If exploring on foot is more your style, following marked trails through big Cypress, such as the gator hook trail or the Kirby Sorter boardwalk, will grant you opportunities to take in the sights and sounds of Florida that you can't find at a theme park. Listening to pileated woodpeckers or bull alligators roar at each other are sounds that will stay with you long after you have left.

Fishing is always a good activity while in Florida. The ponds and canals that crisscross and dot Big Cypress are home to native fish like largemouth bass and sunfish and non-native cichlids and peacock bass. While non-native Mayan cichlids are aggressive fighters that will eat anything from a fly to a crankbait, they are also good eating. Make sure you have your fishing license before throwing a line.

Mayan Chichlid, known as “atomic sunfish” make a great opponent on light tackle

Anyone between the ages of 16 and 65 is required to posses a fishing license when fishing without a licensed guide.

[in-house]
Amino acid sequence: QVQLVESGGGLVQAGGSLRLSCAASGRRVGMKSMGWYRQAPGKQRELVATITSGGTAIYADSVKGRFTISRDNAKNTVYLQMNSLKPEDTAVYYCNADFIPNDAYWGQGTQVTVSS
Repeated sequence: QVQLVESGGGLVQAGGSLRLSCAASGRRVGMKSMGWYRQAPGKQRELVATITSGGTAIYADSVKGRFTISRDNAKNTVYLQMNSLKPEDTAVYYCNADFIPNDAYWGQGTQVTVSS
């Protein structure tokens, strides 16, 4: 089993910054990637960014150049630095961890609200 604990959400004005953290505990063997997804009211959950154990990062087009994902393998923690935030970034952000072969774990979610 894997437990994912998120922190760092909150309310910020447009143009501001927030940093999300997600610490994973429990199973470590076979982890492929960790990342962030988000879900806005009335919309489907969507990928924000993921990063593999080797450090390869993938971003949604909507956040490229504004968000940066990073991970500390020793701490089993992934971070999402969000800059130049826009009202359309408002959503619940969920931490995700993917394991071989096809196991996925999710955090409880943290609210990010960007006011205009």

Freshwater licenses are available online at, or any tackle shop.

Florida residents are $17 for an annual permit.

Out of state anglers may purchase a three day license for $17, a 7 day for $30, or an annual for $47.

If you happen to be a hunter, Big Cypress offers a plethora of species and seasons available as non-quota opportunities. This means any hunter with the correct license can go and attempt to take game during the season. No waiting years to draw a spot. Deer, wild hogs, ducks, small game, and turkey are all legal to hunt within their respective seasons. The Osceola turkey is only found in the lower half of Florida and is one of the four species required for the turkey grand slam, making Big Cypress a well-known spot for turkey hunters looking to complete the slam.

A turkey hunter tries his luck for an Osceola turkey

Hunting licenses and permits can be purchased from, we recommend you check the state’s brochure on hunting Big Cypress here for dates and harvest limits.

From hiking to four-wheeling, fishing, to photography, there is a piece of Big Cypress for every adventurer. We encourage you to take a trip to the southern end of Florida and experience one of the quietest, darkest, and most exciting places the state has to offer.

Gear List

Even with the diverse styles of camping available within Big Cypress there are a few pieces of gear that everyone should pack. We’ve included a brief description and a link to add to your next trips packing list.

A Map